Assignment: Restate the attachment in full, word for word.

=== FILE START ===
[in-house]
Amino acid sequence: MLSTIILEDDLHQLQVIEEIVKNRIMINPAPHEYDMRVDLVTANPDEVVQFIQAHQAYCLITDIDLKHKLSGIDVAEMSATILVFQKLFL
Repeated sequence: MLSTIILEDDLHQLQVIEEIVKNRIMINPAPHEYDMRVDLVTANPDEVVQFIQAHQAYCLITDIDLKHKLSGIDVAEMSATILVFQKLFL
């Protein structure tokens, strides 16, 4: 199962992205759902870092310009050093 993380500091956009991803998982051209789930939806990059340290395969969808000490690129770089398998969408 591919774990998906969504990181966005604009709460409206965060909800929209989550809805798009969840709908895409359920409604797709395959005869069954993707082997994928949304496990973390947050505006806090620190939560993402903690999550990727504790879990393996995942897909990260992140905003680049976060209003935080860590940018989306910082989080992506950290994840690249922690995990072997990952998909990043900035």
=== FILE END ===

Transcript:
[in-house]
Amino acid sequence: MLSTIILEDDLHQLQVIEEIVKNRIMINPAPHEYDMRVDLVTANPDEVVQFIQAHQAYCLITDIDLKHKLSGIDVAEMSATILVFQKLFL
Repeated sequence: MLSTIILEDDLHQLQVIEEIVKNRIMINPAPHEYDMRVDLVTANPDEVVQFIQAHQAYCLITDIDLKHKLSGIDVAEMSATILVFQKLFL
């Protein structure tokens, strides 16, 4: 199962992205759902870092310009050093 993380500091956009991803998982051209789930939806990059340290395969969808000490690129770089398998969408 591919774990998906969504990181966005604009709460409206965060909800929209989550809805798009969840709908895409359920409604797709395959005869069954993707082997994928949304496990973390947050505006806090620190939560993402903690999550990727504790879990393996995942897909990260992140905003680049976060209003935080860590940018989306910082989080992506950290994840690249922690995990072997990952998909990043900035």